Over the past several years, conservatives have complained that President Obama was usurping power disregarding Congress and the Constitution and governing by decree.
But on Thursday, there was a virtual coup d'etat on the floor of the U.S. Senate when the Democrats, in a party-line vote, stripped the Republicans of any role in judicial confirmations. Added to an earlier measure that eliminated their role in confirmations of appointments to executive branch agencies, Harry Reid and Obama have turned the confirmation process – an essential element in the checks and balances enumerated in the Constitution – into a meaningless ritual.
Until Thursday, confirmations to judicial positions required the assent of 60 senators to bring them to the floor for a vote. With the Democrats holding 55 seats – five short of a supermajority, this check and balance stopped the appointment of ultra-radical judges and inhibited Obama's efforts to stack the courts with like-minded judges, just as it had stopped Bush and every president before him.
But by a simple majority vote, Reid has changed the rules so that a simple majority is enough to confirm any judge other than a Supreme Court nominee. (One suspects that the minute a vacancy on the high court occurs, the 60-vote requirement will be stripped from the rules governing the replacement's confirmation as well.)
This horrific violation of the principles of our Constitution is specifically targeted at stopping efforts by litigants to stop other violations of the same document. With Obama imposing environmental, immigration, labor, health care and other rules without so much as asking Congress, those who are concerned about the concentration of executive power could look to the court system for redress. Specifically, they focused on the D.C. Circuit Court of Appeals, the second highest court in the land.
It is before the D.C. Circuit that all appeals from Obama's administrative decisions come for review. Currently, the court is balanced with four Democratic and four Republican judges. As such, we could all breathe easily knowing that a fair review of his usurpations was in the offing.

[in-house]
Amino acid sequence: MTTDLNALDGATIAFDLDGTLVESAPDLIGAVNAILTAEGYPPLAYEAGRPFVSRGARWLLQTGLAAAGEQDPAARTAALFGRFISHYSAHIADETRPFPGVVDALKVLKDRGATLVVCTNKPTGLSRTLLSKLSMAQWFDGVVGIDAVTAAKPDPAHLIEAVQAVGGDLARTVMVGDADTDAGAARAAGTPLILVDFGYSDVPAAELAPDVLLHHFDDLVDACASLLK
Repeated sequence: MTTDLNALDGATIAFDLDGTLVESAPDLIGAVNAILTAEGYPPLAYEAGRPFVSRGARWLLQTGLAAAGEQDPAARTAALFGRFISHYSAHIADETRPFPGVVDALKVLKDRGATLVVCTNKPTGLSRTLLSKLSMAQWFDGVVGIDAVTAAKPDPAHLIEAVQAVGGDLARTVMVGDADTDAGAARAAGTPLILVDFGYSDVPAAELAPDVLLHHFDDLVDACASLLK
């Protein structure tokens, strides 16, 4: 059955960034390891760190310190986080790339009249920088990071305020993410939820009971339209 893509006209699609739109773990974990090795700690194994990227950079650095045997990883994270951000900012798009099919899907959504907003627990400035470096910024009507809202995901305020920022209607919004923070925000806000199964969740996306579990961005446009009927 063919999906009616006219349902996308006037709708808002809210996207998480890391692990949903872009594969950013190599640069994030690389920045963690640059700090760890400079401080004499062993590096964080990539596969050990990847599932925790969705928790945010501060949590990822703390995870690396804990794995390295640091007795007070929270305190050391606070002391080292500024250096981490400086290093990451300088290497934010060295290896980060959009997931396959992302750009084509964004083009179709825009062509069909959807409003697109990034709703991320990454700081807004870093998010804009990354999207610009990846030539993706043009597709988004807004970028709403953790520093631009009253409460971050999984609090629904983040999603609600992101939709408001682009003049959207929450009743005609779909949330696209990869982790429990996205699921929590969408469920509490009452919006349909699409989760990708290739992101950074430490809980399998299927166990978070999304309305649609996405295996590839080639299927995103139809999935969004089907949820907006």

But the Court has 11 judges. Three are vacant. Obama has sought to fill thee three slots with fellow travelers who can be counted on to toe his line. Republicans have blocked the confirmation of these three judges. It is to jam them through that Reid has changed the rules. Not only has he silenced dissent in the Senate, he has made sure there is none on the Circuit Court as well.
Republicans have pointed out that the caseload of the D.C. Circuit has dropped and have urged that the three vacant judgeships be eliminated, preserving the partisan balance. But Obama doesn't want balance. He wants absolute power.
Now the only thing standing between him and his goal are five aging members of the U.S. Supreme Court.
The practical implication of this coup is that we now are moving toward a parliamentary system in the U.S. rather than one based on checks and balances as our forefathers set up. We are nearing an elected dictatorship where the president can do what he wants with a compliant Senate willing to confirm judges who grant him the power to do so, Constitution or not.
It is this development, more than any specific act of the president's that has to alarm true democrats (with a small d). It sure alarms me.
Dick Morris, former advisor to the Clinton administration, is a commentator and writer. He is also a columnist for the New York Post and The Hill. His wife, Eileen McGann is an attorney and consultant.